OK, I’ve been talking with hundreds of geeks from around the world this year at three conferences, CES, DLD, and World Economic Forum. I’m seeing a trend that is worth talking about. What is it? We’re seeing the end of one of the most disruptive ages in human history. I believe that we’re seeing a pause in the disruption. More on that a little later.
Just think about all the changes humans have been asked to adopt in the past eight years. Most of us, back then, didn’t carry mobile computers in our pockets. If we did use tablets, like I did, they were expensive, slow, low resolution devices that could only last about two hours. We had no idea what a mobile app was, and if we did, because we were on Nokia (NYSE: NOK) phones, like I was, they were hard to discover, download, and use. Now both Android and iOS each have more than 400,000 apps (iOS has 500,000).
Back in 2003 the mainstream was just understanding blogging. Heck, +TechCrunch didn’t start until 2005.
I remember back then that Tim O’Reilly popularized the term “Web 2.0.” He and I spoke at the first Google (NSDQ: GOOG) Zeitgeist conference and I remember sitting next to him and he was pushing the Web 2.0 term with folks online.
Barcamp started in this age.
Twitter was born in this age. So was Zynga. LinkedIn (NYSE: LNKD). And Facebook.
Eight years ago Google was the only one who I knew that had these monster huge datacenters around the world with hundreds of thousands of servers. Now these seem commonplace.
We’ve seen extraordinary shifts in how we communicate, protest, and work together.
Yammer, Jive, Salesforce Chatter, didn’t exist back then.
Amazon (NSDQ: AMZN) was only a retail store back then. The really disruptive stuff came out in the past eight years from them.
Xbox was just starting to get noticed back then but even while I worked there in 2003 to 2006 they had no clue just how disruptive Xbox Kinect would be.
Heck, back then most of us didn’t have an HDTV.
If you look back at the last eight years we saw disruption in how we live, play, and work together it was really extraordinary.
But this is the first January when I haven’t been blown away by something new in quite a few years. There wasn’t a new iPhone. There wasn’t a Kinect. There wasn’t dozens of new iPhone apps that are mind blowing (I’ve only seen one, Highlight, and it’s not mindblowing, just executed well). Here’s a video where I get a look:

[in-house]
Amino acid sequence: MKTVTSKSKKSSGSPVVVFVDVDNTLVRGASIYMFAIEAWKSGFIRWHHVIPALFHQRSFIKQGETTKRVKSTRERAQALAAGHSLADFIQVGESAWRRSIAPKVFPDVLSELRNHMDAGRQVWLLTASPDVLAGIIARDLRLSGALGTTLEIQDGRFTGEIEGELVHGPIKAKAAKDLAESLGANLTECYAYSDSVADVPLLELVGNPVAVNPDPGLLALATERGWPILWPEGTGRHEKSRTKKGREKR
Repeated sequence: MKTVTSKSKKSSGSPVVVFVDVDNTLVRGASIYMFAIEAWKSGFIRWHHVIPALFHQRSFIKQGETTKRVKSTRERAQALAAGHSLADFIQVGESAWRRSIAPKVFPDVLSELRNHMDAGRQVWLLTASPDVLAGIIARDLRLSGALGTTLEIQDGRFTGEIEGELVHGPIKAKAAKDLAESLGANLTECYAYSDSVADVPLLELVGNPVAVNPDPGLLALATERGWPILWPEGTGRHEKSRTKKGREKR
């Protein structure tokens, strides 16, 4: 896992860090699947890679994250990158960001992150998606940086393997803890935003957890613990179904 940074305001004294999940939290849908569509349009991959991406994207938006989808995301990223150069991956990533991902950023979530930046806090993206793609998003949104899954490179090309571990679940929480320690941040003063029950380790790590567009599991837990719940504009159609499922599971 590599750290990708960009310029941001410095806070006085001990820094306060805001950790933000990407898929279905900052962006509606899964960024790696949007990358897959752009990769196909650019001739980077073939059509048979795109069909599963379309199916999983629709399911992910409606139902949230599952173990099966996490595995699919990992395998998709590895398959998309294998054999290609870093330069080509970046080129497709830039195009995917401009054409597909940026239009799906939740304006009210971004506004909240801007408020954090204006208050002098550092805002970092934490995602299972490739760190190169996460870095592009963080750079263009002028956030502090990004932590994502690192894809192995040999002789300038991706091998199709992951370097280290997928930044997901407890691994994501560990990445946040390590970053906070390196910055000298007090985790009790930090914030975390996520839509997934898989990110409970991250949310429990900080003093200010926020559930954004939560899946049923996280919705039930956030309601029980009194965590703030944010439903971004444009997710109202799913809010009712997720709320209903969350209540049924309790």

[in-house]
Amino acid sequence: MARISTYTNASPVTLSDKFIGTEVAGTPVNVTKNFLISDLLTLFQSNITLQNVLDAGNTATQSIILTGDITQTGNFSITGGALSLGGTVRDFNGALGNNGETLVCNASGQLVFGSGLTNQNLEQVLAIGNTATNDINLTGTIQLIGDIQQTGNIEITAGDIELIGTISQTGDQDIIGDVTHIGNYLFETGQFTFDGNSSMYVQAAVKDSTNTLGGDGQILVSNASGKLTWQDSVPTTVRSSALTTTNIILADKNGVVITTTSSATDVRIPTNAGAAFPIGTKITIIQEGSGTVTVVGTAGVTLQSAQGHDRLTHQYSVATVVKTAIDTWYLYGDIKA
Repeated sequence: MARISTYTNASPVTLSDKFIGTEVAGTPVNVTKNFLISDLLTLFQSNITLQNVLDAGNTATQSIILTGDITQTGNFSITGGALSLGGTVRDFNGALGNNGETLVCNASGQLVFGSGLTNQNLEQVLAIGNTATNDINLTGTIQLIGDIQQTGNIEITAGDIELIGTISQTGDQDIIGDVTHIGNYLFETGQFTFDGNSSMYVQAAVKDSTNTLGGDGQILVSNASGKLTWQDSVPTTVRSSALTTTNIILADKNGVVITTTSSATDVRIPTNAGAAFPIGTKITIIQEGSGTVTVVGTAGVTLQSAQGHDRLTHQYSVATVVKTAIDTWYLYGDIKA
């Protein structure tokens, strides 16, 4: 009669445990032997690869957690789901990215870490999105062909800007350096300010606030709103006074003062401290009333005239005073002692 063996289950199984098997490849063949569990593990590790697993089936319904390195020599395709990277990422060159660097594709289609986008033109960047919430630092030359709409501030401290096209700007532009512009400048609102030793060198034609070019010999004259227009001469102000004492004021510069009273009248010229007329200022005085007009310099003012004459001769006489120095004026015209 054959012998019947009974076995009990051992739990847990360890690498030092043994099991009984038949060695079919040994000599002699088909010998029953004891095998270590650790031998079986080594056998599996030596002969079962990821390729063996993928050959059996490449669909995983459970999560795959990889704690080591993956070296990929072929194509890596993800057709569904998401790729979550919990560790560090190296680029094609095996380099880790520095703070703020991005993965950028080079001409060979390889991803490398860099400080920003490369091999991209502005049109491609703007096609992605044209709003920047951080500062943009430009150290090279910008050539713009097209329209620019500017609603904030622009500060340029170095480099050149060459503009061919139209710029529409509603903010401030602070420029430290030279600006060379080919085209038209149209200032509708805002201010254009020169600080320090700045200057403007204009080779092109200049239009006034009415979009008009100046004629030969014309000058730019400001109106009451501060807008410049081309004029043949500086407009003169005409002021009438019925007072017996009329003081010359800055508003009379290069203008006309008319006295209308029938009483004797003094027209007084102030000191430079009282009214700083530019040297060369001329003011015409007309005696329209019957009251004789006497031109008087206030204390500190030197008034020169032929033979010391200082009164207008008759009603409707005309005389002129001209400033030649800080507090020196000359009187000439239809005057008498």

Does this seem mindblowing? Nope, not really, but it will be hot at SXSW so it might lead to something else, it just doesn’t seem like other pre-SXSW times where we saw Twitter and Foursquare gain traction in February and March.
It’s pretty clear that while we’re still seeing plenty of new things, and new companies, the tech industry threw an extraordinary amount of disruption at the world. So, it’s time to take a breather. This year we won’t see a wild new innovation spread like wildfire, but, rather, we’ll just see more people adopt the disruptions of the past eight years.
Think we’re there yet? Sorry, out of all the attendees at the World Economic Forum, only about 30 percent are on Twitter. San Francisco might have been at that point in 2009, but many many people around the world, including leaders, still aren’t using the disruptive technologies that the rest of us are already getting bored with.
It’s time to shave the edges off of all those apps (tomorrow Foodspotting will demonstrate the trend I’m seeing to do just that) and execute and build businesses that have real customers and real business models.
We have a lot of work to do!
That’s a way to say that the IPO of Facebook is the closing of an extraordinary chapter in our history. Congratulations to Mark Zuckerberg and the thousands of people working at Facebook but congratulations to ALL of us who have adopted social media/networks/technologies in the past eight years. We’ve made this disruptive chapter happen and I don’t mind it at all if we take a year off shipping huge new disruptive technologies and just get down to the business of using all of these new things.
Here’s a test: out of the 500,000+ apps that are in the iPhone app store how many have you used? I’m supposedly a “heavy” early adopter and I’ve only tried around 600. Our ability to keep up with the pace of change in this industry is being stretched to the limit. We need a year just to breathe and get used to swimming in this new disruptive world.
Now we need to make all this stuff work.
That’s one reason why I’m changing focus at +Rackspace Hosting to focusing on small teams who are using all these new disruptive technologies to have a huge impact in the world. Don’t know what New Relic are? Loggly? Node.js? Echo? Janrain? These are the things that have me excited now because they help small teams do things for millions of people. Here’s one of our early shows, with Janrain, which is helping lots of companies outsource its user management.
If there’s disruption in 2012: that’s it. These new small companies are helping lots of other companies scale their engineering efforts.
At SXSW we’ll be explaining more about what we’re doing in this regard, but you can see a hint on Rackspace’s Small Teams, Big Impact site.
Do you know of a company that is helping small teams have a huge impact on the world? Let me know!
Oh, and it’s also time to get back to blogging. I’ve been reading Dave Winer’s blog lately and am seeing a reason to blog again instead of just using my Google+ account, which is where I’m spending 90 percent of my time lately.
Robert Scoble is an employee of Rackspace, which can help you with all your hosting needs. He is chief troublemaker in the building43 community of Internet fanatics. He blogs regularly on Scobleizer.com.
This article originally appeared in Scobleizer.